– define type of variable
– define type of function argument
– define type of function return
– or even define new type
.js. May be quite misleading, right?
It also supports ES6 classes and destructuring, generic types, polymorphic classes, not concrete definitions (interfaces),
.jsx React files… and much more. All it makes Flow a mature static type checker. I’d go further then it’s creators and call it a language.
.ts. I consider this a good idea, because TS code – same as with Flow – may not be a valid JS.
Converting bigger apps from JS may be a bit painful. TS uses implicit
any type (just like Flow) but its type inference is different (more strict?):
|variable assignment sets its type forever||type is “dynamically” changed on reassignment|
|more type errors for reassigned variables||less (or none) errors for reassigned variables|
TypeScript can add some pain. But this is the cost of strict typing. The cost of safety!
It also supports ES6 classes, destructuring, generators, await, async, modules, ES7 decorators and reflection and also generic types, polymorphic classes, interfaces, enums, abstract classes,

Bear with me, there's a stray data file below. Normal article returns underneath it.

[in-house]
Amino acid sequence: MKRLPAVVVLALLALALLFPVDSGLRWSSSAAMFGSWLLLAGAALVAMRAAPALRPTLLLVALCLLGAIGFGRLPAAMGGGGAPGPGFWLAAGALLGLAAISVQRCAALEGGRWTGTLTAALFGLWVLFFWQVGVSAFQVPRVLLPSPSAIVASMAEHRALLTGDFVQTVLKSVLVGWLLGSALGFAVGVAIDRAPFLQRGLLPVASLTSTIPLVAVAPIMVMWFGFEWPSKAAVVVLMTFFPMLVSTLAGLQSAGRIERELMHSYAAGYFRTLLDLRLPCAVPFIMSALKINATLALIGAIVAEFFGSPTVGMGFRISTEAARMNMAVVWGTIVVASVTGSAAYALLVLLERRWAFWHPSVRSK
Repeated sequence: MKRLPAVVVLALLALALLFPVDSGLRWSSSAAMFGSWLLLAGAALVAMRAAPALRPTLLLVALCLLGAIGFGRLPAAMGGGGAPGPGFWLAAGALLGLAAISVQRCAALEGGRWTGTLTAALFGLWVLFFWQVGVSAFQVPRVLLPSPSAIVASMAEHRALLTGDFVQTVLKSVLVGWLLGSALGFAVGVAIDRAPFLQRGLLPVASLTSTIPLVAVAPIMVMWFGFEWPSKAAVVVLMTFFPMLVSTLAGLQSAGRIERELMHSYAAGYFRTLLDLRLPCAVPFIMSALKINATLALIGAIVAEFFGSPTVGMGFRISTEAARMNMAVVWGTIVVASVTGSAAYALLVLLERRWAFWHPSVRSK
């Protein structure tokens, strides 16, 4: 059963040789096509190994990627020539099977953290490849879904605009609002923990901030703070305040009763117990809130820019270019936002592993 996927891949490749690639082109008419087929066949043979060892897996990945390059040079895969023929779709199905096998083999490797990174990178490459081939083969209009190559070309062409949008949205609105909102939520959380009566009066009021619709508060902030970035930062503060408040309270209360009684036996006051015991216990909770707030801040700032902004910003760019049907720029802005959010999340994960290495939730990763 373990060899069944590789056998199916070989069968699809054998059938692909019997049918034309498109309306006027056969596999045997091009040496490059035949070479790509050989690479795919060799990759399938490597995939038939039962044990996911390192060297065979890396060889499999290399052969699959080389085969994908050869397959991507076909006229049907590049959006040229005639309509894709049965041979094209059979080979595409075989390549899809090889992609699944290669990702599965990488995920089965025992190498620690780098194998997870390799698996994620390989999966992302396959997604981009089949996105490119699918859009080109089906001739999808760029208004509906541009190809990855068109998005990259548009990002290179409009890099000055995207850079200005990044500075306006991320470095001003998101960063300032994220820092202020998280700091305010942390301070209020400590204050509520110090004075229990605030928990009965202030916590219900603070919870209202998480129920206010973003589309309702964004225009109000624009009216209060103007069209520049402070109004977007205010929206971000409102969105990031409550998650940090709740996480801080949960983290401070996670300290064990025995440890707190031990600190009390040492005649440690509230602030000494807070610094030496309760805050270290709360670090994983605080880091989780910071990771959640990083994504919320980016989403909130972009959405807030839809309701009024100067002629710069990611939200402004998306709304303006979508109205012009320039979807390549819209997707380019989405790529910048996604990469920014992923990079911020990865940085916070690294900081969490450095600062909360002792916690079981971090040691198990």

.tsx that can be compiled to
.jsx React files)… …all that Flow does and much more.
One more great feature is DefinitelyTyped – the library of interfaces and definitions for commonly used libraries.
- no need to compile/transpile to real JS
- the fastest conversion
- can be used for optimization (compressing with GCC)
- more a documenting tool than a type checker
- adds a lot of ugly bloat to code
- really painful to use with external libraries
- fast and painless conversion from JS
- mature type system
- not nullable types
- developed by conscious team and community
- support for some ES6 features
- usable with React’s
- forgiving type inference
- same file extension as plain JS (chaos warning –
- painful use with external libraries see
- is transpiled to JS
- mature type system
- strict type inference
- most ES6 features
- some ES7 features
- different file extension (
- DefinitelyTyped – easy use with most external libraries
- possibly easy conversion from JS
- support for React (
- is transpiled to JS
- in huge, complicated codebase conversion may be painful
- Microsoft (but it is only emotional)
For our projects at Evojam we have chosen TypeScript. It works fabulously in our environment because we love type safety, good code quality, strict rules and the newest technologies (ES6, ES7).
Angular team’s decision to use TypeScript had not influenced us as we started to use TS a month before they announced their move. jsDoc was not even considered – it’s too ugly. Flow is less strict and have less features – it may be a good conversion route (to TypeScript) for large systems with a really huge codebase.
The nice part is that Flow and TypeScript teams seem to learn from each other. It can make both of them even better.